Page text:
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Summer of Sam

Year: 1999
Production Co: 40 Acres & A Mule Filmworks
Director: Spike Lee
Producer: Spike Lee
Writer: Spike Lee
Cast: John Leguizamo, Adrien Brody, Mira Sorvino, Jennifer Esposito

Like those of Stephen Soderbergh it's very hard for me to dislike the films of Spike Lee. Even without his evocative plumbing of the national character of the American black, his films have such a sense of time and place, a high watermark of quality that's impossible to ignore, even otherwise-garden variety thrillers like Inside Man.

This film is halfway between his movies that say something and his movies that entertain. I was nowhere near New York in 1977, but I felt the texture and form of the descent of disco, the rise of punk and the backdrop of Abba infuse every frame, and not just the costumes and the set dressing, but the whole language of the film.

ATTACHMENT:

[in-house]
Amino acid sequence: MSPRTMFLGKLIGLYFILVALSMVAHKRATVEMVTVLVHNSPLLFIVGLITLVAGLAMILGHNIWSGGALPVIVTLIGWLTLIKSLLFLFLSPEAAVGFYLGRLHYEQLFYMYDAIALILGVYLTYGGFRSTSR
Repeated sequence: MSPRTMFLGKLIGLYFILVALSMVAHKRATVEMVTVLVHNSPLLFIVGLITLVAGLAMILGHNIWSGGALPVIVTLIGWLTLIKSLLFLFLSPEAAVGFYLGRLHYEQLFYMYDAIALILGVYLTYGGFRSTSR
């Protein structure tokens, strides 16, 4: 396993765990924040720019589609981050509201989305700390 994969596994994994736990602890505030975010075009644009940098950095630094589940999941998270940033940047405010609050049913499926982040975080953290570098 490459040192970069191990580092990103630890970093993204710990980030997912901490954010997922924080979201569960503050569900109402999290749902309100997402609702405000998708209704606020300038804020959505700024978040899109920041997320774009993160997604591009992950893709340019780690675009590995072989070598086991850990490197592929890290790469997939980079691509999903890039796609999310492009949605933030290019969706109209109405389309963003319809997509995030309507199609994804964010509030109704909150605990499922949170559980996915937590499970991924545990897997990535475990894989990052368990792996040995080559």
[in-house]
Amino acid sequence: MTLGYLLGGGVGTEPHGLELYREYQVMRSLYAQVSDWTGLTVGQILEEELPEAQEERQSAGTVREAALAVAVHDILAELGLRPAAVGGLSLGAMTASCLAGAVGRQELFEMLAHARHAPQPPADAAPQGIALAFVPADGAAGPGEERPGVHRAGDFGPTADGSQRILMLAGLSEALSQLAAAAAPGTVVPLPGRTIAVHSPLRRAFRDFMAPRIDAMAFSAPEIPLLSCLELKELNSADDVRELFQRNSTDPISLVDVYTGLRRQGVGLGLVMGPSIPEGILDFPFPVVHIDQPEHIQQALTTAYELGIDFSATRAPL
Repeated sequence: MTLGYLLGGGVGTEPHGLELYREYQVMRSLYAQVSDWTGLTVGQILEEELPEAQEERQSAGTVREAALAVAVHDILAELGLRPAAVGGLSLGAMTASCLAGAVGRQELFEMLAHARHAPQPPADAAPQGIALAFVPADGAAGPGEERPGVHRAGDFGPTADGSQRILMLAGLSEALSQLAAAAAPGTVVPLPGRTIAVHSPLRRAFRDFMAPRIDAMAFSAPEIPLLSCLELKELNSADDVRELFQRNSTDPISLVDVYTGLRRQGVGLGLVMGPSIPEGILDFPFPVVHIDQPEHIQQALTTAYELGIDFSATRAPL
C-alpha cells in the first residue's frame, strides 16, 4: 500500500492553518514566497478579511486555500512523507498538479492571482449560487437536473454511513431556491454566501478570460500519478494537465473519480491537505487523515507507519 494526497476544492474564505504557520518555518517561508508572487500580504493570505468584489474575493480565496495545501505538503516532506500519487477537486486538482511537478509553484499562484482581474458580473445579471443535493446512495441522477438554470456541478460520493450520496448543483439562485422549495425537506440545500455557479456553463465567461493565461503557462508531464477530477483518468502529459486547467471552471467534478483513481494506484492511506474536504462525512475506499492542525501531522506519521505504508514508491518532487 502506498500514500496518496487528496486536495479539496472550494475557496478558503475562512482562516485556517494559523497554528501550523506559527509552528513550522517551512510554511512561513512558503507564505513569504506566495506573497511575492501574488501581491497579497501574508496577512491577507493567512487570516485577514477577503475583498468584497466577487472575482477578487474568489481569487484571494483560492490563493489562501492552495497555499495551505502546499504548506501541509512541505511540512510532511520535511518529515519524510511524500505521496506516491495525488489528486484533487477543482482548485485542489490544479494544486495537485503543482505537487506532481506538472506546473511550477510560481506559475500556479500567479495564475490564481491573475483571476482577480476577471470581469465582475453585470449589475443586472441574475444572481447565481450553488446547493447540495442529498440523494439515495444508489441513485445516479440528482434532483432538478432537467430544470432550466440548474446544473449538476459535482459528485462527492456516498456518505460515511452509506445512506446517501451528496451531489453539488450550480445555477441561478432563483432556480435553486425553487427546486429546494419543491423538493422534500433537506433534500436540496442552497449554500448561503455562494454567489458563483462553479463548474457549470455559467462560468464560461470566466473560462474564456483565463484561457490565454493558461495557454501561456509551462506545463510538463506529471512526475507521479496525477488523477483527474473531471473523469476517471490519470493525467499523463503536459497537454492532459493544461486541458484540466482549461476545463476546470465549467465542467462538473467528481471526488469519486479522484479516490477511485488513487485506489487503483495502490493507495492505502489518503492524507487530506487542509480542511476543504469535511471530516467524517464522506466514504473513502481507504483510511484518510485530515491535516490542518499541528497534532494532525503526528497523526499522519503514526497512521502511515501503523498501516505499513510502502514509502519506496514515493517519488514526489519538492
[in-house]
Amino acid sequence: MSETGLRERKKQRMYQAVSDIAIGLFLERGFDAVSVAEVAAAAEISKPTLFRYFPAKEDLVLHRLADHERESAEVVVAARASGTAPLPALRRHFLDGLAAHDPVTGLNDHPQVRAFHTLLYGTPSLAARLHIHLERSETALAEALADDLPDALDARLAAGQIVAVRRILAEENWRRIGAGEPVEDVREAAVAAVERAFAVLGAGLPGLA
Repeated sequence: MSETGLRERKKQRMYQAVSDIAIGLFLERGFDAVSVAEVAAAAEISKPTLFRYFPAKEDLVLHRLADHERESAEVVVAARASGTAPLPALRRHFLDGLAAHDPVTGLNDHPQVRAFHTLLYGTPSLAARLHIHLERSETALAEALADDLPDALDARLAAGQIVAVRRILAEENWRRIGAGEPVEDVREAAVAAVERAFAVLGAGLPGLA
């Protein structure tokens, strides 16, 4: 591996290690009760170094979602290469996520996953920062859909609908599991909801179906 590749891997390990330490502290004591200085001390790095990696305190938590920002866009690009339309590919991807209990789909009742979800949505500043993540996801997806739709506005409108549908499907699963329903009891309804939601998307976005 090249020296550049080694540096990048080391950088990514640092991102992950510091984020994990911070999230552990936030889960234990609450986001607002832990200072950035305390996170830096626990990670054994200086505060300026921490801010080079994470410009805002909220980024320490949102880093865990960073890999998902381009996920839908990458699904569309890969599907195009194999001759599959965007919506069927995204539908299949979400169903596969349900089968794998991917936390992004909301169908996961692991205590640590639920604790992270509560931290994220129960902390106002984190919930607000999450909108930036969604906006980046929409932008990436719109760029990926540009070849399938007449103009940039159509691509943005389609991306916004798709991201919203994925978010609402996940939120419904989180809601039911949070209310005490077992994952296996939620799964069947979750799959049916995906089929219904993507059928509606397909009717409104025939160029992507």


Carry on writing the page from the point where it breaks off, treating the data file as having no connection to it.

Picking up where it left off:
A group of Bronx buddies are as frightened as the rest of the city of the Son of Sam killer, a psychopath who sets upon couples in lovers' lanes to blow them away with his Magnum.

When a former member of Vinny's (Leguizamo) little gang, Richie (a pre-star Brody) arrives back from the UK where he's picked up the punk bug, the more vocal among the group are convinced he's the killer. It's completely baseless, of course, and their motivations speak more about their state of frustration and boredom with the world than with any facts.

Lee captures a mood perfectly once again, and it's worth watching just for his assured hand.

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